November 12, 1995
TO say a well-loved and well-known citizen will be missed has become a cliche. To say it about Dan Allen is an understatement.
Daniel Richard Allen, 65, best known for his tireless work on behalf of Tulsa's poor, died Sunday evening November 12, 1995 of a brain tumor. A former parish priest, Allen worked closely with poor people, an experience that inspired him to found Neighbor for Neighbor in 1966. He resigned the priesthood in 1973 to devote all his energies to the fledgling poverty agency.
The agency, which to this day subsists entirely on donations, has expanded since then to offer an array of services, including free dental and medical care, legal services, money management classes, grocery and clothing stores, and a "safe house" for children. Neighbor for Neighbor went on to receive much regional and national attention, and served as a model for other similar organizations.
Neighbor for Neighbor, which through the years has had the good fortune to be guided by a board of compassionate and dedicated Tulsans, was continuing to expand its services when Allen became ill. It was always his vision that the agency should help poor people learn to become self-sufficient, and his latest projects reflected that aim. One was computer training classes, and another, still in the formative stages, is a "micro-lending" program developed by poor people for poor people. Another was a means for poor people to qualify to buy their own homes. More safe houses to provide children with secure learning environments after school also are planned.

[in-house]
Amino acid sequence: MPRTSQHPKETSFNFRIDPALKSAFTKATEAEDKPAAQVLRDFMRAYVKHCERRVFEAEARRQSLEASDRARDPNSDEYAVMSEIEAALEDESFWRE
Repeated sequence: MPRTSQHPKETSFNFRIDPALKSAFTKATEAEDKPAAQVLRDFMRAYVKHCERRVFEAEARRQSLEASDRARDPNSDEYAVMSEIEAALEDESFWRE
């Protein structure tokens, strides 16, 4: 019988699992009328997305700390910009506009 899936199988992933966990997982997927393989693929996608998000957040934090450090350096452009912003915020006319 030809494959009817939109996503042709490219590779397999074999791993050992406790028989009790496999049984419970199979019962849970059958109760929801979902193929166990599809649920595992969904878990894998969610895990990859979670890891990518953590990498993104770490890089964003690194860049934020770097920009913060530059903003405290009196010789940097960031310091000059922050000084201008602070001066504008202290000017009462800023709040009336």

The scrappy little agency Allen founded also was the incubator for some concepts that went on to become important fixtures in Tulsa, such as the Tulsa Community Food Bank, the magnet schools program and legal services program.
To those who didn't know him, the gruff and plain-spoken Allen may have seemed an unlikely candidate to be the chief advocate for local poor people. But to those who knew him well, those traits and others made him the lovable and unforgettable character that he was.
The people who Allen brought on board and trained in poverty-fighting techniques no doubt will try hard to carry out the vision that the once-dubbed "radical priest" strived for his entire adult life. They will succeed, because his dedication, enthusiasm and tirelessness were infectious. But they will never replace him.
Dan Allen was one of a kind.